HUNTSVILLE, Ala. — A neighborhood in northeast Huntsville called Edmonton Heights is officially part of the National Park Service’s register of historic places. It’s the city’s ninth area listed, but for Huntsville, this is more than just another title; it’s a success in piecing together part of the city’s story that hasn’t been told until now.
The historically Black neighborhood was developed in the 1950’s near Alabama A&M’s campus.
“It’s just an area that had really interesting architecture, really interesting history,” Huntsville Preservation Planner Katie Stamps said.
Midcentury neighborhoods like this one only recently became eligible for the Historic Register. To understand the significance of the title for Edmonton Heights, Stamps said it’s important to first understand what was going on at the time of it’s inception: the Federal Urban Renewal Program.
“If there was a historic old building that wasn’t being maintained, that was an area or neighborhood that was considered slums, they would clear it out for specific purpose,” Stamps said.
Huntsville was no exception to the nation’s racial discrimination in housing policy. The city was growing fast, and at the time they wanted to clear out space for more parking options. Stamps said with crowds moving away from the downtown area in the 1950’s, many unmaintained buildings were left behind, making an opportunity for the city’s own urban renewal program, the “Heart of Huntsville” program, to take shape.
“Unfortunately one of the areas in our city that was cleared out was African American neighborhoods,” Stamps said. “They were given the option to purchase a home in Edmonton Heights or live in a public housing neighborhood.”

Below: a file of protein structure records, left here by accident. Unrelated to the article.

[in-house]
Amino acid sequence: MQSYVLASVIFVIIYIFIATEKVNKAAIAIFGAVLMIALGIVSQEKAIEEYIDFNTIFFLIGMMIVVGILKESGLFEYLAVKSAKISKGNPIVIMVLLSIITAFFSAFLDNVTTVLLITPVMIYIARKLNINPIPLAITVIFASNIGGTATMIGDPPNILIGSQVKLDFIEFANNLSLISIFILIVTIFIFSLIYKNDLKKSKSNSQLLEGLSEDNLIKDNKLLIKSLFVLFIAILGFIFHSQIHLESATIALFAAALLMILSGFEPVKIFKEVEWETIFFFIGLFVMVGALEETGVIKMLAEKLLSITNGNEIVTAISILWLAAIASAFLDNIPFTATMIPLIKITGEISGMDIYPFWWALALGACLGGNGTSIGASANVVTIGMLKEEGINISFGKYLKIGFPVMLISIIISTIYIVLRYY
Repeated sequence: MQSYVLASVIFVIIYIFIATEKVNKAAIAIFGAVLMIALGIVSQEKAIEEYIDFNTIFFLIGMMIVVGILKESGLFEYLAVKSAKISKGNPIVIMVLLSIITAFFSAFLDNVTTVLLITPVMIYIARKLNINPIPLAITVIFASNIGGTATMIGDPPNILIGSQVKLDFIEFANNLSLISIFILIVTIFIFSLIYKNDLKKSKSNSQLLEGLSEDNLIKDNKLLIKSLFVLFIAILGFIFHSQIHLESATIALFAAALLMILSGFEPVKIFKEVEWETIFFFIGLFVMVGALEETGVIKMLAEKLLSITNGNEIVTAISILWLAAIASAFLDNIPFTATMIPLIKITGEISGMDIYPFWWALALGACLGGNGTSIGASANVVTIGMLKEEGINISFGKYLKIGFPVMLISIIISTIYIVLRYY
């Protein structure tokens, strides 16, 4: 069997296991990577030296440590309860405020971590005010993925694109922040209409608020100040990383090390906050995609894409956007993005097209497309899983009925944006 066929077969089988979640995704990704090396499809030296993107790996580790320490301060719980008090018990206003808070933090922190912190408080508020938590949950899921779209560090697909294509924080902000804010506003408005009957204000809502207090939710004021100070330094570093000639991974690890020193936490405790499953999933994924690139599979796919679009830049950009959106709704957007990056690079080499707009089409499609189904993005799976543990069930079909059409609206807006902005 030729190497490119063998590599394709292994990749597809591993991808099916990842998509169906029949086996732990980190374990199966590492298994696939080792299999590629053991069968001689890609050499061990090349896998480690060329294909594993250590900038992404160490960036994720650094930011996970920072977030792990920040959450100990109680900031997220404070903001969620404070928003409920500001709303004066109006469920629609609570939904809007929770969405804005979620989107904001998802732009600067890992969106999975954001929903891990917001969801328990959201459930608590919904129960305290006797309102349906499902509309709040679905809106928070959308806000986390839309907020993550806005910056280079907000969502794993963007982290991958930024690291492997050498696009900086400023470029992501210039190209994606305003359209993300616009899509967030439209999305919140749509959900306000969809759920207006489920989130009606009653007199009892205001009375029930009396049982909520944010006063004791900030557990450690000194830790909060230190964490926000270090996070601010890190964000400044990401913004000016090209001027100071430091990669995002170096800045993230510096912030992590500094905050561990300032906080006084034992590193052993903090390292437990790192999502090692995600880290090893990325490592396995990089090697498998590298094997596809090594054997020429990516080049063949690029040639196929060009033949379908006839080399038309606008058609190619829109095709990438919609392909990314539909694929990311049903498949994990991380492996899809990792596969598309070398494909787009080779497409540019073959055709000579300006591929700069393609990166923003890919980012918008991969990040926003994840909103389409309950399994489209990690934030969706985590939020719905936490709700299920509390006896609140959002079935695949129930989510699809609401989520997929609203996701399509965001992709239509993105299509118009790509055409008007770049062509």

Edmonton Heights was advertised to middle and upper class Black families in both white and Black newspapers, meaning today’s preservation team actually had leads to follow during their neighborhood survey, which Stamps said is rare.
“What we have found because of programs like Urban Renewal, a lot of the properties that were associated with Huntsville’s Black communities have been torn down, and that makes it difficult,” she said.
Stamps said the city is making an effort to piece together more of Huntsville’s Black history through other midcentury neighborhood surveys, just like this one. This is just a foundation to build on going forward.
“We can all look at it and say, ‘wow,’ that was a significant thing for our North Huntsville area, for Alabama A&M, but it’s also a significant thing for the whole city,” Huntsville Mayor Tommy Battle said.